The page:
My roommate works at a kayak shop in Bellevue and gave me the opportunity to do some kayak geocaching in the Mercer Slough. I decided to take a sprinter since they’re fast and I’m familiar with them after our last kayaking trip.
My roommate and her coworker both asked if I was sure I wanted to take the Sprinter, but I was confident I could handle the faster, more tipsy, less stable kayak. About the time I passed under the I-90 overpass, I hit water that looked something like this:
The problem with the Sprinter is it has holes in the seat to allow quick drainage. That means you’re always sitting in a puddle of whatever water you’re in. I suddenly realized that my confidence in handling the Sprinter had blinded me to the knowledge they were trying to impart on me when the asked, “Are you SURE you want to take the Sprinter?” They knew exactly what the water was like and that I’d be sitting in a puddle of it.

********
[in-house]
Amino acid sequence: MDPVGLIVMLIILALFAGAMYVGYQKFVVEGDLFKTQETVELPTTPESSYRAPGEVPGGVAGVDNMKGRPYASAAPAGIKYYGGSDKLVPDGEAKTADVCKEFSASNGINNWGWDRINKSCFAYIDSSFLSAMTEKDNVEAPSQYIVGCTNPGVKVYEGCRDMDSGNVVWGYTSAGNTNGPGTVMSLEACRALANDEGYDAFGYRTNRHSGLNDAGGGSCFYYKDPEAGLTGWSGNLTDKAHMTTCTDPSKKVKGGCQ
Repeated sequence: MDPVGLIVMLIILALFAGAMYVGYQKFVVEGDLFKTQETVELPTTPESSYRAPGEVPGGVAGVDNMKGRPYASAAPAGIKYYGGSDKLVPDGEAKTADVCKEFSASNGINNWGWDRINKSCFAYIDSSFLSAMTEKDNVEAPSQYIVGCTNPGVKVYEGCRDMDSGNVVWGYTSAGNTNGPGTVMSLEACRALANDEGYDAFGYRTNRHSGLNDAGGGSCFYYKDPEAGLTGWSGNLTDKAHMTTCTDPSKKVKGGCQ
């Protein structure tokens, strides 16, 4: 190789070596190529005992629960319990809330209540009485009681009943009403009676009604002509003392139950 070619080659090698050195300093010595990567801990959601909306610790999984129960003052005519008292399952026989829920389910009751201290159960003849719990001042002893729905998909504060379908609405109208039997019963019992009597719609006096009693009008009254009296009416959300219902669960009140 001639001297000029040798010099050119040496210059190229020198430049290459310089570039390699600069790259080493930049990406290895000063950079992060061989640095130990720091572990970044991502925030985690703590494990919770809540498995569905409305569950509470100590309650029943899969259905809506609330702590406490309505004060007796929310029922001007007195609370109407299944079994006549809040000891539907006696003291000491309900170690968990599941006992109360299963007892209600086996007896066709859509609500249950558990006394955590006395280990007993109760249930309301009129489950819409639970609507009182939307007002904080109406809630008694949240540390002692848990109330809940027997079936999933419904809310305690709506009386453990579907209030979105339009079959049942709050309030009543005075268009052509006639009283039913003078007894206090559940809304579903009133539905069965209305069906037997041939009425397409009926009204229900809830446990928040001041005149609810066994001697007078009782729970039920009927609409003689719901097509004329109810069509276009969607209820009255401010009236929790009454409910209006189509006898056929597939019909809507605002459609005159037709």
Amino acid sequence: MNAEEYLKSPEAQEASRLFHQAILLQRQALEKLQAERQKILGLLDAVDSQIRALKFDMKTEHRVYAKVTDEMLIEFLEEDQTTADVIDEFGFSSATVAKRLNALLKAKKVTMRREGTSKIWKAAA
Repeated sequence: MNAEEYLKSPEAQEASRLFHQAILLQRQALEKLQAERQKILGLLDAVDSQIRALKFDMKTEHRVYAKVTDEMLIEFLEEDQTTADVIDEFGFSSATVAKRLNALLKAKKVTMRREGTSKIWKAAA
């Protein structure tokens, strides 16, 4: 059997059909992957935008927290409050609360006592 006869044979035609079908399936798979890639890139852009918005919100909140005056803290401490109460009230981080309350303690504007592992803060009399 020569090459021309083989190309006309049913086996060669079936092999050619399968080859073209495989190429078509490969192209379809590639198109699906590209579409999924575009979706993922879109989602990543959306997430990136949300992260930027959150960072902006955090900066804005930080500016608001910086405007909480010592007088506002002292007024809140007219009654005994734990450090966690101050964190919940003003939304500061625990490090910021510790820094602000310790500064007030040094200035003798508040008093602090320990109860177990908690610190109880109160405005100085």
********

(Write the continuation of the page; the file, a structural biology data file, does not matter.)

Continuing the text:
And so it goes, this is how a lot of my experiences wind up – I act confident and gung-ho, only to miss the experience and knowledge of others who could impart wisdom on me if only I’d listen.
On a brighter note, showing a couple of small town folk, including my Dad, around Seattle on the weekend of Hempfest was a fun experience. “Oh my God, I smell marijuana!” was a common expression from the four of them. They also didn’t know what to think about all of the stoned, painted, marijuana-loving, (NSFW) Naked, freaks wandering around Hempfest.